This discussion about aging and disability has been undergoing a significant change in the past 30 years. Disability inclusion and understanding how disability affects all people has become more and more common as the Americans with Disabilities Act (ADA) has been more integrated into the fabric of our culture. With knowledge of accommodations, accessibility and resources to support individuals with disabilities in our communities, we have seen a generation of Americans work longer, live longer, and think differently about aging, disability, and chronic illness. As we continue down this road, we as a community will think about the physical and cultural ways in which our communities are organized. Solutions such as universal design and livable communities seek to create spaces that are useful to all regardless of age or disability. The implications of these spaces that include broad physical accessibility as well as spaces for interaction and engagement are a new model that could change the landscape of what we consider city, and suburban living. For some Americans this may mean coming to terms with ideas about aging and access and making a decision to live in a community that is more accessible or closer to family and friends rather than where they are currently living. As personal mobility and accessibility are also an interest of younger generations, this may mean thinking about new ways of integrating new technologies like ride sharing, digital healthcare platforms and caregivers in spaces where old and young generations are living side by side.
Rather than move away from family and loved ones, people wish to age at home and in their communities. Caregivers are and will continue to play a significant role in the lives of older Americans and the future of how care and aging is carried out. The sheer number of Baby Boomers has caused a shift in ideas about aging and caregiving options that our communities and health care industry must embrace. Since many caregivers are family and friends who are fulfilling this role it is important that caregivers also have supports and tools to help them through the process of providing care. As NAB Member Sandy Markwood, of the National Association of Area Agencies on Aging (n4a) states, “In addition to the caregivers themselves, it is important to train health care providers on the realities of caregivers with whom they are working – particularly family caregivers.” We must also remember that since care is often provided by family and friends, cultural mores from different social and ethnic groups will also shade how care is given and discussed. Communities of color and the LGBTQ community will have unique approaches to aging that must be considered when connecting caregivers and health professionals. It is important that older adults and their medical professionals be prepared to consider caregivers as a part of their medical team all working toward the best interests and health outcomes as defined by the individuals receiving care.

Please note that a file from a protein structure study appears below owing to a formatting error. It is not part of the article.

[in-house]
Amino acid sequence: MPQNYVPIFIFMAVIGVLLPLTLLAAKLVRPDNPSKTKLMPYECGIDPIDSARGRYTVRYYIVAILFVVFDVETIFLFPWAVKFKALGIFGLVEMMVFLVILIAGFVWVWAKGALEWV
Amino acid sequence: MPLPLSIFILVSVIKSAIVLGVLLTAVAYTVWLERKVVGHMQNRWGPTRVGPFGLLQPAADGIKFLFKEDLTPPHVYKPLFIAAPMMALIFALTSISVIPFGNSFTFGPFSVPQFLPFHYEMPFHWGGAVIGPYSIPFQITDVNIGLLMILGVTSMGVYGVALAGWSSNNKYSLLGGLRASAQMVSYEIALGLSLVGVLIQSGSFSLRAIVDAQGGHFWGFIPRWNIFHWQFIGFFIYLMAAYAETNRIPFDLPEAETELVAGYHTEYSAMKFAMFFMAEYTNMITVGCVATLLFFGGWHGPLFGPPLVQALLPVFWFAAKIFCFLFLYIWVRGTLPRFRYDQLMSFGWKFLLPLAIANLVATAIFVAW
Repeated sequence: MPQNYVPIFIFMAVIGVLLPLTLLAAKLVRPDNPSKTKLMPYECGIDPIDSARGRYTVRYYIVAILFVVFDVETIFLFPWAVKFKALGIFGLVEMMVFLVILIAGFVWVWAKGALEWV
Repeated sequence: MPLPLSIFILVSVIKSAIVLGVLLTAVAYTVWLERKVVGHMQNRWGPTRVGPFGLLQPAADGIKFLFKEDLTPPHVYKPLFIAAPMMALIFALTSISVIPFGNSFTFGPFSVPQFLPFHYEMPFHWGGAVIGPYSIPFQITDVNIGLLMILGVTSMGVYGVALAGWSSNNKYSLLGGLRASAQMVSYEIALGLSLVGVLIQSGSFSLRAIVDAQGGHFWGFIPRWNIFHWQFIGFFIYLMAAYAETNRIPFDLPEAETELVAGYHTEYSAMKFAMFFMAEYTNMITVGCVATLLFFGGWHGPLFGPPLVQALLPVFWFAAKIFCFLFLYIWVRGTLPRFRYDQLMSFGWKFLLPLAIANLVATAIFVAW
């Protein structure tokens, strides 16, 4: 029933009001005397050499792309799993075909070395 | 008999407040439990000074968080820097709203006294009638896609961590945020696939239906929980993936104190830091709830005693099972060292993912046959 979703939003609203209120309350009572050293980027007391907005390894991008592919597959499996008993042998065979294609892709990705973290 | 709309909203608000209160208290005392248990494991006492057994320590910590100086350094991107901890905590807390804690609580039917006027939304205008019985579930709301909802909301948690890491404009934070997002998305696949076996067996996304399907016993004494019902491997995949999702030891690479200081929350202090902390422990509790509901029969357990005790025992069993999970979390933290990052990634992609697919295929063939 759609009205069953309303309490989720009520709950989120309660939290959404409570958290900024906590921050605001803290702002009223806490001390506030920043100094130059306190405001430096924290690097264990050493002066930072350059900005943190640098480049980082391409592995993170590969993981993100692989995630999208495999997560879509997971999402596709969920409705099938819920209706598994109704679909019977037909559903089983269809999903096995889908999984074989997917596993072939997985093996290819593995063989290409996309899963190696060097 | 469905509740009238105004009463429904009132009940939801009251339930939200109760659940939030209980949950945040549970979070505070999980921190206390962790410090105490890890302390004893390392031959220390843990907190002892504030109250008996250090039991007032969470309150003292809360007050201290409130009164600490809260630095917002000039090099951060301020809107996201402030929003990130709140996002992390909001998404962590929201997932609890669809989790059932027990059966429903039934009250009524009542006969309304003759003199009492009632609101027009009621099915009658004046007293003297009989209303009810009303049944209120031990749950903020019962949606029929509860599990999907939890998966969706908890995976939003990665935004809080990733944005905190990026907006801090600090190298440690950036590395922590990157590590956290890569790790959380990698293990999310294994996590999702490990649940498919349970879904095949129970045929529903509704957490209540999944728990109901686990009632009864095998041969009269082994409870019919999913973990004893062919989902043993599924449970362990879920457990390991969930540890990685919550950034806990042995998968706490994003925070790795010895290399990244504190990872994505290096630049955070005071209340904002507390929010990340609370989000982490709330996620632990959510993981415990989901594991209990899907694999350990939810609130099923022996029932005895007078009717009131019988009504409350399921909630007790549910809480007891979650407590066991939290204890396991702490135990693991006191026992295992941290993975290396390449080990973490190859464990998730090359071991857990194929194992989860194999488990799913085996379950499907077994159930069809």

This May as we recognize Older Americans Month there continues to be opportunities for engagement and discussion across multiple generations about what Aging means and how to ensure that older Americans stay engaged in our lives and communities. Rather than make this a once a year effort, let us really take the opportunity to listen to the ideas for better engagement and create communities in which accessibility, universal design and inclusion are the new normal. Doing so will prepare us for that continuing challenge of redefining our society to a place where everyone can thrive no matter their age.
For more information on Older Americans Month, visit the Administration on Community Living at https://acl.gov/oam/2019/logos. To learn read about some of the policy ideas on aging and caregivers, visit the NAB Blog at www.mydfi.org.